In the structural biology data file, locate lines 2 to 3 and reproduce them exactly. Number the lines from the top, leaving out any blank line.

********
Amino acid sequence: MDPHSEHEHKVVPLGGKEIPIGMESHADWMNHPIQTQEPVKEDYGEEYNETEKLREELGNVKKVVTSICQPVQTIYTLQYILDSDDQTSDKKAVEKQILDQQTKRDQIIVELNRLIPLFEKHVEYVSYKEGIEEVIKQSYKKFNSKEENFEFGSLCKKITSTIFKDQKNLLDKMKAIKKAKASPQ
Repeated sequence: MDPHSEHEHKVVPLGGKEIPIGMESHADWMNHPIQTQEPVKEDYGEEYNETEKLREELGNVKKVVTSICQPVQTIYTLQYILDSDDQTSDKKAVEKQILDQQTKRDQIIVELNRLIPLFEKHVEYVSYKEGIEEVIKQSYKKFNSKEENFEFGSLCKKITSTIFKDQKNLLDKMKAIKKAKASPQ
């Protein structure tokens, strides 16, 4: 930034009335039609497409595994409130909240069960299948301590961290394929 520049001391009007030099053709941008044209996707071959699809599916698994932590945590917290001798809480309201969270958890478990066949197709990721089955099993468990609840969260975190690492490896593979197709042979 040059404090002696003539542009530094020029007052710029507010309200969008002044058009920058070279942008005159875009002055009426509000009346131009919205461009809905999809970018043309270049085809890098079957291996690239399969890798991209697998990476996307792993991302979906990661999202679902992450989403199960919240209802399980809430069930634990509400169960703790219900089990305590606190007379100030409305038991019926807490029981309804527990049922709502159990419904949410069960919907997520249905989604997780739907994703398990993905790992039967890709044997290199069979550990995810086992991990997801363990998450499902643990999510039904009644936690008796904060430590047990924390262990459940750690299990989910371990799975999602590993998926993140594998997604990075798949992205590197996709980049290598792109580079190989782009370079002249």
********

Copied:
Repeated sequence: MDPHSEHEHKVVPLGGKEIPIGMESHADWMNHPIQTQEPVKEDYGEEYNETEKLREELGNVKKVVTSICQPVQTIYTLQYILDSDDQTSDKKAVEKQILDQQTKRDQIIVELNRLIPLFEKHVEYVSYKEGIEEVIKQSYKKFNSKEENFEFGSLCKKITSTIFKDQKNLLDKMKAIKKAKASPQ
């Protein structure tokens, strides 16, 4: 930034009335039609497409595994409130909240069960299948301590961290394929 520049001391009007030099053709941008044209996707071959699809599916698994932590945590917290001798809480309201969270958890478990066949197709990721089955099993468990609840969260975190690492490896593979197709042979 040059404090002696003539542009530094020029007052710029507010309200969008002044058009920058070279942008005159875009002055009426509000009346131009919205461009809905999809970018043309270049085809890098079957291996690239399969890798991209697998990476996307792993991302979906990661999202679902992450989403199960919240209802399980809430069930634990509400169960703790219900089990305590606190007379100030409305038991019926807490029981309804527990049922709502159990419904949410069960919907997520249905989604997780739907994703398990993905790992039967890709044997290199069979550990995810086992991990997801363990998450499902643990999510039904009644936690008796904060430590047990924390262990459940750690299990989910371990799975999602590993998926993140594998997604990075798949992205590197996709980049290598792109580079190989782009370079002249």